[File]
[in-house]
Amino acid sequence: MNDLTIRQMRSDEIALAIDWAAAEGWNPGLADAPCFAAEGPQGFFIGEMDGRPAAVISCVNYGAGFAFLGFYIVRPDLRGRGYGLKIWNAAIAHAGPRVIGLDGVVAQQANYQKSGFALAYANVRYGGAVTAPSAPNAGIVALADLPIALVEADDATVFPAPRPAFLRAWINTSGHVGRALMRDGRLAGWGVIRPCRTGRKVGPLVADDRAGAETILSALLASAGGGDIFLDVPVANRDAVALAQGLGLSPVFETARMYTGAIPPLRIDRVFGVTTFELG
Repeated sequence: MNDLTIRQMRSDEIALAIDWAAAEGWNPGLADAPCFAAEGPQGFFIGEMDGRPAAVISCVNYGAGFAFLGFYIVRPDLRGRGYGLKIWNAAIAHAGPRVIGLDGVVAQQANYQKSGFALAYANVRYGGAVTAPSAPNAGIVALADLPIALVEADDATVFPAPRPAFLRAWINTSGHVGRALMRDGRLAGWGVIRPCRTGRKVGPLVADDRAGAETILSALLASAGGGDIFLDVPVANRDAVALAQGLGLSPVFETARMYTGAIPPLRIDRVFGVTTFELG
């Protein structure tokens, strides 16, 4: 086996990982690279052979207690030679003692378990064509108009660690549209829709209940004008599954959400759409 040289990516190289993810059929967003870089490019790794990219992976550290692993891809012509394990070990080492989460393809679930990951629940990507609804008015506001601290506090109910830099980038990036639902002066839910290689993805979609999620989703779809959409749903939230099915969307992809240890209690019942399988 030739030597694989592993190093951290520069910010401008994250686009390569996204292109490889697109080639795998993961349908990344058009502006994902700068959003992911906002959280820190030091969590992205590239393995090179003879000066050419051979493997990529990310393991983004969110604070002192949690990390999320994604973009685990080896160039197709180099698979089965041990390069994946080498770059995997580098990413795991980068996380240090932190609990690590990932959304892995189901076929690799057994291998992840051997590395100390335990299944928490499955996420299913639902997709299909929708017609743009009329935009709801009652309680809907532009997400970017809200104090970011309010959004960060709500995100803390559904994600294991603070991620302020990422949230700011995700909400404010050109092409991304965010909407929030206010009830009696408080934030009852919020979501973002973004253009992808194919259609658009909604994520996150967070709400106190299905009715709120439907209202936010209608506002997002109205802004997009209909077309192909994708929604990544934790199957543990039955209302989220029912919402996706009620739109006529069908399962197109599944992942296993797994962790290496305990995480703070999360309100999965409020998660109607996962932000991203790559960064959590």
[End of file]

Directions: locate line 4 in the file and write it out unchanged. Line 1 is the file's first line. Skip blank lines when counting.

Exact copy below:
């Protein structure tokens, strides 16, 4: 086996990982690279052979207690030679003692378990064509108009660690549209829709209940004008599954959400759409 040289990516190289993810059929967003870089490019790794990219992976550290692993891809012509394990070990080492989460393809679930990951629940990507609804008015506001601290506090109910830099980038990036639902002066839910290689993805979609999620989703779809959409749903939230099915969307992809240890209690019942399988 030739030597694989592993190093951290520069910010401008994250686009390569996204292109490889697109080639795998993961349908990344058009502006994902700068959003992911906002959280820190030091969590992205590239393995090179003879000066050419051979493997990529990310393991983004969110604070002192949690990390999320994604973009685990080896160039197709180099698979089965041990390069994946080498770059995997580098990413795991980068996380240090932190609990690590990932959304892995189901076929690799057994291998992840051997590395100390335990299944928490499955996420299913639902997709299909929708017609743009009329935009709801009652309680809907532009997400970017809200104090970011309010959004960060709500995100803390559904994600294991603070991620302020990422949230700011995700909400404010050109092409991304965010909407929030206010009830009696408080934030009852919020979501973002973004253009992808194919259609658009909604994520996150967070709400106190299905009715709120439907209202936010209608506002997002109205802004997009209909077309192909994708929604990544934790199957543990039955209302989220029912919402996706009620739109006529069908399962197109599944992942296993797994962790290496305990995480703070999360309100999965409020998660109607996962932000991203790559960064959590």